After two and half years of labor disruption and other bad news, employers are still searching for the upside from the turmoil they’ve endured. The shift to hybrid work may be just the silver lining they’ve been looking for.
What companies have gleaned from this shakeup is greater clarity around what employees need to be happy, productive, and loyal – and employers are taking note.
When the dust settles, organizations may be better positioned than ever to attract and retain outstanding talent.
Recent polling by Gallup has shown hybrid work to be preferred by 59% of employees. Contrary to popular belief, less than a third want to work exclusively remote. But the biggest insight may be that few employees want to work at either extreme – be it 100% in-office or 100% remote.
In the US alone, there are nearly twice as many job openings as there are prospective employees. CareerFinder found that 25% of candidates would actively turn down an offer that didn’t include some remote option.
The best candidates for non-frontline roles want some form of flexibility – convincing them to take an in-office-only position has never been more difficult.
Offering a bit of both worlds, hybrid work has emerged as a powerful strategy for both recruiting and retention efforts.
What’s more, hybrid models create a spectrum of potential work arrangements, rather than the binary choice of yesteryear. That gives employers more opportunities to accommodate the needs of today’s diverse workforce.
Recent studies suggest remote work preferences may be split along generational or stage-of-life lines. LinkedIn found 20-24 year-olds to be the least likely to respond to remote-only job postings.
Another nationwide study found only 24% of 20-somethings that could work remotely wanted to do so full time, a number that increased steadily each decade, until topping out at 41% for people in their 50s and early 60s.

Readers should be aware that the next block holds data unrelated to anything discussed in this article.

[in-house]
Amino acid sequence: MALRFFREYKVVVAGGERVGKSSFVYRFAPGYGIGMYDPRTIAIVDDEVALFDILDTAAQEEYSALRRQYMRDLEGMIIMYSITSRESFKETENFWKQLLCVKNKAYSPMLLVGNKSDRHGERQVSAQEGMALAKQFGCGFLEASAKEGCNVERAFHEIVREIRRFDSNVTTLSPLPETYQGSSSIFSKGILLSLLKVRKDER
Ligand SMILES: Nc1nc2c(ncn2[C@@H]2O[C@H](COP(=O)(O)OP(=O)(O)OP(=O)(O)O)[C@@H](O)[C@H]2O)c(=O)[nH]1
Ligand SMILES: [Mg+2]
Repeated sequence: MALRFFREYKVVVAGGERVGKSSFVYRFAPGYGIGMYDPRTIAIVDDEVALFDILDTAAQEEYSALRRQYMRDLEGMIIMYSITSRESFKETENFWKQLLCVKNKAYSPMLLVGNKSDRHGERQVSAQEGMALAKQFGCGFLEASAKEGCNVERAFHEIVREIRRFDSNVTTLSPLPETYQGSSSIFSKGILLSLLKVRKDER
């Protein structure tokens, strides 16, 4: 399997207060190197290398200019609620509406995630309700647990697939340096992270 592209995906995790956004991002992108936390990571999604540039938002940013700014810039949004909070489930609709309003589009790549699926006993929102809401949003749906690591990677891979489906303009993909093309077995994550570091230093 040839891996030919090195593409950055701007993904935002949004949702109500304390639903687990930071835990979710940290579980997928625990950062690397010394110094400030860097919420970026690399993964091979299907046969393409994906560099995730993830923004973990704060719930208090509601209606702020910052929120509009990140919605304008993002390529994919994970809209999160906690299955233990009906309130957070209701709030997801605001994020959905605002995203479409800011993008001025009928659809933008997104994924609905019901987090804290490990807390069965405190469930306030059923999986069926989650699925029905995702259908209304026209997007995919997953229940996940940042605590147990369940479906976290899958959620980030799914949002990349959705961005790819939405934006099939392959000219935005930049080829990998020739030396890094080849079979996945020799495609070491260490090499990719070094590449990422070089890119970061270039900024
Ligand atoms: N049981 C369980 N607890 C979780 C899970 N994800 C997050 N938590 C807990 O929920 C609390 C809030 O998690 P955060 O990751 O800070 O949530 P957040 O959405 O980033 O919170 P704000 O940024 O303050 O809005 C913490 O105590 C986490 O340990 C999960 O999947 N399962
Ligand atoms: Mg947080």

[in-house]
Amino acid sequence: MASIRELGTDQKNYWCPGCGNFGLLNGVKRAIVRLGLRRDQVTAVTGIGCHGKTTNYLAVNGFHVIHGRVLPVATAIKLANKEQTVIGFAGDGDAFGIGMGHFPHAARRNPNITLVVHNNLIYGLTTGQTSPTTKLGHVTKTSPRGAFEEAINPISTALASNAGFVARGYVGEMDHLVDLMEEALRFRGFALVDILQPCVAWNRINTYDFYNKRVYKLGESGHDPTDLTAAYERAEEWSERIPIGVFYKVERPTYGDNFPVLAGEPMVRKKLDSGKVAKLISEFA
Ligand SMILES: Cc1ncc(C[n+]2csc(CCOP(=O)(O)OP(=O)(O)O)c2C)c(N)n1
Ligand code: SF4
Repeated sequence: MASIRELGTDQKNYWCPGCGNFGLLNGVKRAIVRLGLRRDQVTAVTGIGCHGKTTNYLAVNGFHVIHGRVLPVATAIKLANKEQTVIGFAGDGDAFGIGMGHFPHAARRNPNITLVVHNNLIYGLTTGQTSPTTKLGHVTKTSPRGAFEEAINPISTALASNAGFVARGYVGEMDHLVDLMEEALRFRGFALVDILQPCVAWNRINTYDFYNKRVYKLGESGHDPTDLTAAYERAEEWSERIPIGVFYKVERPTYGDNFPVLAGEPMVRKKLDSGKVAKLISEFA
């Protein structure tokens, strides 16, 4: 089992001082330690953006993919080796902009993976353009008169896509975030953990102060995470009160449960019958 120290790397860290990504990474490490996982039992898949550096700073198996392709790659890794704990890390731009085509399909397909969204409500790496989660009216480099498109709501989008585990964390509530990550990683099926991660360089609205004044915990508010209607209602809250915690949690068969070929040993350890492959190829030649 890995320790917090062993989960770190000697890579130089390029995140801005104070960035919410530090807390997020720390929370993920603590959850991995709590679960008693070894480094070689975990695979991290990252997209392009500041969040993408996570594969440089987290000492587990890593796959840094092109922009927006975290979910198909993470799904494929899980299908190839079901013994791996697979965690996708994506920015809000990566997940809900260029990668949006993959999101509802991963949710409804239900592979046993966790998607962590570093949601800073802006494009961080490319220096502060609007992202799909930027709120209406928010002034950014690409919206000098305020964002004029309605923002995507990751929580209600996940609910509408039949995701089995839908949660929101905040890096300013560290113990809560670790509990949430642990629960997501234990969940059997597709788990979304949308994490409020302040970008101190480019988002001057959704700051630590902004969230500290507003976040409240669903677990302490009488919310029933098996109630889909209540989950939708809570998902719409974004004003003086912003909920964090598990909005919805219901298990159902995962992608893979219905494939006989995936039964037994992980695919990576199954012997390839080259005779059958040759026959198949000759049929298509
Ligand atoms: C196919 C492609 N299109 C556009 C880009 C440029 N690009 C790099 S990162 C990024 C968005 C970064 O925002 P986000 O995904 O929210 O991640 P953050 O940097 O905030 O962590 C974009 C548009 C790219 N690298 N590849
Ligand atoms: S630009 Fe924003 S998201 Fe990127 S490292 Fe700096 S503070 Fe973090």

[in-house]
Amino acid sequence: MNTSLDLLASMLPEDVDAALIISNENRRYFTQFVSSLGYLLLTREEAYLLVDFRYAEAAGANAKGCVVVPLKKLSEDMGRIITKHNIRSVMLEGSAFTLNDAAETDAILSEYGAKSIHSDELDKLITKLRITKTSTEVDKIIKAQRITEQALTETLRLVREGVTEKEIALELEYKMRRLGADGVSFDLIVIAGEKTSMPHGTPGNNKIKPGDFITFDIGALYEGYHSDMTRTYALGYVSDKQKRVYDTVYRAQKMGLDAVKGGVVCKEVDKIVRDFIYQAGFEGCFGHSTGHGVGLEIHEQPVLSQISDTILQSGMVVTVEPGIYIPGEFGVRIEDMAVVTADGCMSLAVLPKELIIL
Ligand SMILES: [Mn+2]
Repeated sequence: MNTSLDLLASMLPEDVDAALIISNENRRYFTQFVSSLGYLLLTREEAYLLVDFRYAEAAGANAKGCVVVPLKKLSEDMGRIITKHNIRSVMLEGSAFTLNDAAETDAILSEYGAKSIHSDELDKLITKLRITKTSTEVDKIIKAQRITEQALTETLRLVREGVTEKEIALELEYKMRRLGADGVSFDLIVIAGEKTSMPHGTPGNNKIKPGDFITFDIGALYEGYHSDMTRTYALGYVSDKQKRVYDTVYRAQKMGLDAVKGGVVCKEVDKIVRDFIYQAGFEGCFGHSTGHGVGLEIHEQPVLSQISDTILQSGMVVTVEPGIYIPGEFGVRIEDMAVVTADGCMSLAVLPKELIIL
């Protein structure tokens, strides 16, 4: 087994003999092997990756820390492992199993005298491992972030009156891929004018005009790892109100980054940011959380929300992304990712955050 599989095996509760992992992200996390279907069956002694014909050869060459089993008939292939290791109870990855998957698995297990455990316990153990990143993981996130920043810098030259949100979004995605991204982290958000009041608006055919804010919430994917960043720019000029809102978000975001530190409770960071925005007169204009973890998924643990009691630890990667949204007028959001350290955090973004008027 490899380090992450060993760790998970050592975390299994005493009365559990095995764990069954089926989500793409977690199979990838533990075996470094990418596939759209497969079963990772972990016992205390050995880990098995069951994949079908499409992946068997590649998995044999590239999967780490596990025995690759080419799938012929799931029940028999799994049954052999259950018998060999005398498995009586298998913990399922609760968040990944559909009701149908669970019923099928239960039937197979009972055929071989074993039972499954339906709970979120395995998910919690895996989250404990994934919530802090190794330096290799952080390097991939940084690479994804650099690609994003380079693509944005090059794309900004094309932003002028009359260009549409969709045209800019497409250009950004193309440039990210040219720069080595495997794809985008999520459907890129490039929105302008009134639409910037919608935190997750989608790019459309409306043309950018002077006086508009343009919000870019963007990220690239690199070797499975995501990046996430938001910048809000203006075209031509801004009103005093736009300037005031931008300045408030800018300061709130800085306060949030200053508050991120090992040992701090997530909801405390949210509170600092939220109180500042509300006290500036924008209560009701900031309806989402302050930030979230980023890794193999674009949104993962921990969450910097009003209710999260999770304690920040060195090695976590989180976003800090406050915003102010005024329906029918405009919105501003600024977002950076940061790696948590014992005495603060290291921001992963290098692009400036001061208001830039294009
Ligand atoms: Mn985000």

While younger employees often lack the residential resources to support productive work from home (hello, roommates and tiny apartments), they also miss the camaraderie, mentorship, and learning opportunities that are so valuable early in a career.
Older employees, on the other hand, recognize fewer of these perks and more of the inconveniences: they often live farther from work, have kids or other responsibilities that require timely pick-ups and drop-offs, are less reliant on the workplace for social engagement, and are more self-sufficient in their professional roles.
Much can often be left to managers’ discretion with hybrid work models, which can be a great way to drive accountability and customization down to those who know best how to balance what the team and its members need to be successful.
There isn’t one simple answer to this question, but we can say that becoming a talent magnet is not about sprawling campuses with foosball and free kombucha. It’s not about following a single recipe for success, for example, that all employees should spend three days in the office.
It’s about creating environments where people can thrive as professionals and individuals. That means empowering people with the right tools and resources to be their best selves and giving them the flexibility to “design their own work experience” to meet their personal needs.
What enables productivity will look different depending on the team and the type of work, tasks, and activities being done.
We also see how much happier and less stressed people are when they’re able to prioritize what’s important to them both in- and outside of work.
In a hybrid world, employees don’t have to give up the freedom and control they had while working at home, but they also have a few more anchors to lend structure and accountability to their days. Both are needed.
If you need incentive to drive your organization’s leadership towards a confident embrace of hybrid work, look no further than its ability to spark employee productivity, drive greater employee engagement, and open doors to a wider talent pool from which to recruit new hires.
Hybrid schedules force employees to plan their time more carefully. Many find it helps – or forces – them to compartmentalize the types of work they need to do and organize their itineraries to fit the physical space they’ll be in (or vice versa).
The new space design plans many companies have begun adopting can help optimize this planning. As offices have evolved into transient hubs focused more on collaborative work, social engagement, and places to concentrate away from kids, pets, and laundry, they’ve been reimagined.